Professor David Kazhdan is first Israeli to win prestigious Shaw Prize

Prize honors those who "enrich humanity's spiritual civilization."

Y Rabinovitz ,

Professor David Kazhdan
Professor David Kazhdan
Courtesy of his family

The 2020 Shaw Prize in Mathematical Sciences is being awarded in equal shares to Professor Alexander Beilinson of the University of Chicago and David Kazhdan, Professor of Mathematics at the Hebrew University of Jerusalem, “for their huge influence on and profound contributions to representation theory, as well as many other areas of mathematics,” The Shaw Prize’s website announces. This is the first time that the prestigious award has been won by an Israeli citizen.

Beilinson and Kazhdan are also notable for the great influence they have had on many other fields of mathematics such as arithmetic geometry, K-theory, conformal field theory, number theory, algebraic and complex geometry, group theory, and algebra more generally. Their contributions include proving theorems and creating conceptual tools that have proved essential to the work of other mathematicians.

The Shaw Prize, based in Hong Kong, was established in 2002 by media entrepreneur Sir Run Run Shaw to reward individuals who have made significant and original breakthroughs in the fields of astronomy, life science and medicine, and mathematical sciences. Each year nominations are made from September and the winners are announced the following summer, with the prizes – which come with a cash award of $1.2 million – presented in autumn. The intention is to honor scientists whose ground-breaking work contributes to “furthering societal progress, enhancing quality of life, and enriching humanity's spiritual civilization.”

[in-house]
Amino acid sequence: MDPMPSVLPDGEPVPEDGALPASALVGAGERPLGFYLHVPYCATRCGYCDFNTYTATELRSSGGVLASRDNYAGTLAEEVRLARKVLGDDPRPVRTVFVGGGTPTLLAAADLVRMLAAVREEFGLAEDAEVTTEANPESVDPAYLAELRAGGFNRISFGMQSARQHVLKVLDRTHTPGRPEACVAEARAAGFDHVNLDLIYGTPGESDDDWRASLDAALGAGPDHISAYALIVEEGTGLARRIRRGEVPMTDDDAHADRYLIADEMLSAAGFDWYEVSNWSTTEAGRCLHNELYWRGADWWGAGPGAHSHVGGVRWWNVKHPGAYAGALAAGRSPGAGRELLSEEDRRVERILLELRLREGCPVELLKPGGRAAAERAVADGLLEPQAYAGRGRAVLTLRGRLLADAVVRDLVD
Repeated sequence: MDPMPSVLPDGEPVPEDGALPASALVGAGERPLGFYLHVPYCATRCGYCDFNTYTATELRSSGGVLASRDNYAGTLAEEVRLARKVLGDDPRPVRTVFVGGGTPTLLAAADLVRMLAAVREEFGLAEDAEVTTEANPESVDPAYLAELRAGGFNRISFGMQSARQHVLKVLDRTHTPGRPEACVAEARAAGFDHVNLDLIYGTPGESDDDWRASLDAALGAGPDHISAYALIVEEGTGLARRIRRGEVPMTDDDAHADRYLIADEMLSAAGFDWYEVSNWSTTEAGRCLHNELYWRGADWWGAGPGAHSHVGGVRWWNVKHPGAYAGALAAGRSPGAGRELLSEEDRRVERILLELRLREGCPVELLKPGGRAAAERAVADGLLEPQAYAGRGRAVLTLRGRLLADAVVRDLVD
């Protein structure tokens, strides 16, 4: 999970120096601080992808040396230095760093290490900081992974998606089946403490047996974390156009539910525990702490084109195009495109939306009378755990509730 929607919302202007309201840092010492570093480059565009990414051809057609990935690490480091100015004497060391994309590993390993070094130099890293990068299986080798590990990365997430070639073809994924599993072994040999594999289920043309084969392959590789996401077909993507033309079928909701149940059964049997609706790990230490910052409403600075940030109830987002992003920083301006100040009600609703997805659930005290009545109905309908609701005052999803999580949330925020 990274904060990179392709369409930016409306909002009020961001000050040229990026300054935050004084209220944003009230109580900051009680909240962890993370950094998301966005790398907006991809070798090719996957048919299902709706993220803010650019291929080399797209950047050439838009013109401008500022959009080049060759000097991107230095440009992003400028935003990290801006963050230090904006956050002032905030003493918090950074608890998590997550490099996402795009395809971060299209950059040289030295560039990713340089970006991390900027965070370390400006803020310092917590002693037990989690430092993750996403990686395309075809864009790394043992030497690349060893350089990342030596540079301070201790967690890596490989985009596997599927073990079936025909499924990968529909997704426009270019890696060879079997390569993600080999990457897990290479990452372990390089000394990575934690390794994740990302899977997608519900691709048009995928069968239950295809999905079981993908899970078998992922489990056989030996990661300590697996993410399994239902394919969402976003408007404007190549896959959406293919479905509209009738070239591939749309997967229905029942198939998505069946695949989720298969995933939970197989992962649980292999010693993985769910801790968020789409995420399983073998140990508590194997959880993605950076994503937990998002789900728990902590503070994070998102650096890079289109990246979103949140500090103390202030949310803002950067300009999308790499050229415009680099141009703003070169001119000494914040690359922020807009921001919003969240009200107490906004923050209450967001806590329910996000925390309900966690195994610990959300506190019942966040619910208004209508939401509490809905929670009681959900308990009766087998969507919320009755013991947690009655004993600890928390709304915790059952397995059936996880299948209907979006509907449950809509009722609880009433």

Professor David Kazhdan was born in 1946 in Moscow, Russia and is currently Professor of Mathematics at the Hebrew University of Jerusalem, Israel. He earned his PhD from Moscow State University, Russia, before emigrating to the United States, where he took up a position at Harvard University. In 2002, he emigrated to Israel and has been Professor at the Hebrew University of Jerusalem since that time. He is an Orthodox Jew and is married with four children.

In March of this year, another Israeli became a “first” to win a prestigious international prize. Hillel Furstenberg was awarded the Abel Prize by the Norwegian Academy of Science and Letters, “for pioneering the use of methods from probability and dynamics in group theory, number theory and combinatorics.”

The Abel Prize was established by the Government of Norway in 2001 in order “to give the mathematicians their own equivalent of a Nobel Prize” and carries with it a cash award of 7.5 million Norwegian Kroners ($834,000 USD).




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